EVU XXIV 2015-01 Knight & Avery – Autonomous Emergency Braking (AEB): Fitment, Performance, and Implications for Accident Investigation

Autonomous Emergency Braking (AEB):
Fitment, Performance, and Implications for
Accident Investigation
Iain Knight
Matthew Avery


The development and market penetration of sophisticated collision avoidance technologies
is accelerating rapidly. For example, there was around 16 years between the first mass
marketing of Electronic Stability Control and it’s introduction in Euro NCAP (19 years before
it was mandatory). By contrast, the same “lead time” for AEB has been just 6 to 9 years and
Euro NCAP will promote functionality in collisions involving pedestrians in 2016 and cyclists
in 2018.
These measures are driving a rapid increase in the fitment of AEB. A substantial reduction
in low speed crashes (<50 km/h) is expected but in higher speed crashes the effects are
more likely to be a reduction in collision speed and injury severity. Collision investigators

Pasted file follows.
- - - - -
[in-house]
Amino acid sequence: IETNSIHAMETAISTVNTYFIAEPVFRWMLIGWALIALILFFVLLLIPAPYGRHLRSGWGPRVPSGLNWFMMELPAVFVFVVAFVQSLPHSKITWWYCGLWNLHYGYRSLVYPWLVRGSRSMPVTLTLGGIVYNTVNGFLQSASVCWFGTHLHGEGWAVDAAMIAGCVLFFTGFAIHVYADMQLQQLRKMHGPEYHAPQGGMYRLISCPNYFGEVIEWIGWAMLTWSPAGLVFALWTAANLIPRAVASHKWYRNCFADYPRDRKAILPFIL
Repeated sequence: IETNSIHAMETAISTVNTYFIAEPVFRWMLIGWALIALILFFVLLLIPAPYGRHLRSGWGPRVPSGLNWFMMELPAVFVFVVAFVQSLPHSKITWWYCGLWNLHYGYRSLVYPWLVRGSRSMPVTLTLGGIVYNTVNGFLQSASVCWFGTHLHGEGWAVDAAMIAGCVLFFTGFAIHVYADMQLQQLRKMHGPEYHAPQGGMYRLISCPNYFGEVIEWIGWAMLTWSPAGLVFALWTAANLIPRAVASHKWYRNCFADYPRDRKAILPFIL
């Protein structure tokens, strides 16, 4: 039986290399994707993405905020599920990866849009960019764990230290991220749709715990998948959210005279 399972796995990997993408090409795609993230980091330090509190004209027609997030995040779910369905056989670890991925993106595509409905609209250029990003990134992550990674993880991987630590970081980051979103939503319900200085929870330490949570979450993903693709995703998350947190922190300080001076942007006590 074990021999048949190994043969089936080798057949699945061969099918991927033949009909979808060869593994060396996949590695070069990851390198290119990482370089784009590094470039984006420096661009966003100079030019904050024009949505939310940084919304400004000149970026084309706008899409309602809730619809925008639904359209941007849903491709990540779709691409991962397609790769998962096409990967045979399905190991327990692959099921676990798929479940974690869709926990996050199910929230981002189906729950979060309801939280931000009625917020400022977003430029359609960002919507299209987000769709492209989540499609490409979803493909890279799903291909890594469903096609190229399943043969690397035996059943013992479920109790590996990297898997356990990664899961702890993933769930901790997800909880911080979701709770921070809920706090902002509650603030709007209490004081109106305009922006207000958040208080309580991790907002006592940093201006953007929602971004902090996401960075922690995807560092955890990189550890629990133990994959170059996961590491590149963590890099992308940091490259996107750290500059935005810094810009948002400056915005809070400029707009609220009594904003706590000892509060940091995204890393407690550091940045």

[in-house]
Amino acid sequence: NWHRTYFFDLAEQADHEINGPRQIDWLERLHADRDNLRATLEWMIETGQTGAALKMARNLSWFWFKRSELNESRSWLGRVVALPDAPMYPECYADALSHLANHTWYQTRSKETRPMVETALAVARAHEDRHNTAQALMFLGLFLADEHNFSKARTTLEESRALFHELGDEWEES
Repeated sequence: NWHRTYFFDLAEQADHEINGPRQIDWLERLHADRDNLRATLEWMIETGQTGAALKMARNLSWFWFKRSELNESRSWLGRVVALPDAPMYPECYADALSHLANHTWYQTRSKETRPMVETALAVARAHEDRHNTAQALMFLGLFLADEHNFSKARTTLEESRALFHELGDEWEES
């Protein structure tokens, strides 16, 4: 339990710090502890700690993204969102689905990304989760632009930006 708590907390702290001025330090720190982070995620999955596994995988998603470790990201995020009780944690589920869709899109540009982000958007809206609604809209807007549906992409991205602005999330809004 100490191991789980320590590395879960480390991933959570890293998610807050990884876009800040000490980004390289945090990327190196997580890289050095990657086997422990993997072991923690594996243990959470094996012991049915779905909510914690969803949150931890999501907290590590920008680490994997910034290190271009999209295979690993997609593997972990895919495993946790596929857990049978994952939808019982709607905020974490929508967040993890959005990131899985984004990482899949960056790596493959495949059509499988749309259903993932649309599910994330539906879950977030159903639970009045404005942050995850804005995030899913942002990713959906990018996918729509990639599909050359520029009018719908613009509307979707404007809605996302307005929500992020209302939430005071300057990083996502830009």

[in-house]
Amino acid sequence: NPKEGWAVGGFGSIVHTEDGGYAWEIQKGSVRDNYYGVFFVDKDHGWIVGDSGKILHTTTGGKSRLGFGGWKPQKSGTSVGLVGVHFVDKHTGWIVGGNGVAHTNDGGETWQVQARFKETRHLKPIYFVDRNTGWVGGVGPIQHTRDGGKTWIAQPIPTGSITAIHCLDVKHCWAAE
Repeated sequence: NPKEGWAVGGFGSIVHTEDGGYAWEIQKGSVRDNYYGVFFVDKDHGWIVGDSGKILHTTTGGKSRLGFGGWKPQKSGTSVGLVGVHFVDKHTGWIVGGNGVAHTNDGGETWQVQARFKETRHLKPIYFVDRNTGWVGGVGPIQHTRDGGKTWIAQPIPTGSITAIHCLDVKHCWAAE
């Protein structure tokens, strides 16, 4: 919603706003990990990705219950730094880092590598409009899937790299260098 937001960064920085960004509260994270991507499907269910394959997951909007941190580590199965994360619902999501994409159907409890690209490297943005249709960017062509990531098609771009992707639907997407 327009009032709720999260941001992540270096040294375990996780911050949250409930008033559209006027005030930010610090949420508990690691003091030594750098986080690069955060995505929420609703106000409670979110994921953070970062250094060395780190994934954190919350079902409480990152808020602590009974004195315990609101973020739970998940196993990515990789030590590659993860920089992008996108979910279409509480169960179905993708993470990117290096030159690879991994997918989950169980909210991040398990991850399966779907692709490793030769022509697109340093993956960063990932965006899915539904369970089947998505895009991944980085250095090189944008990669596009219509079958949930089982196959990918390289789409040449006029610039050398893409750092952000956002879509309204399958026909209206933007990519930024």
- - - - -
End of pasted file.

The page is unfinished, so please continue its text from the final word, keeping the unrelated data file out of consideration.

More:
will encounter the systems in crashes they investigate and will need to understand what
role, if any, the system has played in the circumstances of the crash. The aim of this paper
is to provide the basics of that understanding.
The paper is based mainly on interpretation of the extensive test programme undertaken by
Thatcham Research during it’s development of the Insurance Group Rating and Euro
NCAP test procedures. These tests typically involve impactable targets and vehicles under
full robotic control. Additional on-road evaluations have also been undertaken.
Low speed AEB systems have been shown to reduce insurance claims by between around
7% and 26%. A wide variety of different performance levels exist from simple warnings and
brake support to low speed avoidance and high speed mitigation for both car and
pedestrian collisions. Some form of system is at least available as an option on 9 of the 10
best selling cars in the UK and most new trucks and buses will be equipped from 2015.
False warnings can occur and the effect of defects varies depending on the technology

La lettura di questo articolo è riservata ai soli Soci EVU Italia

AutoreIain Knight - Matthew Avery
Pubblicato il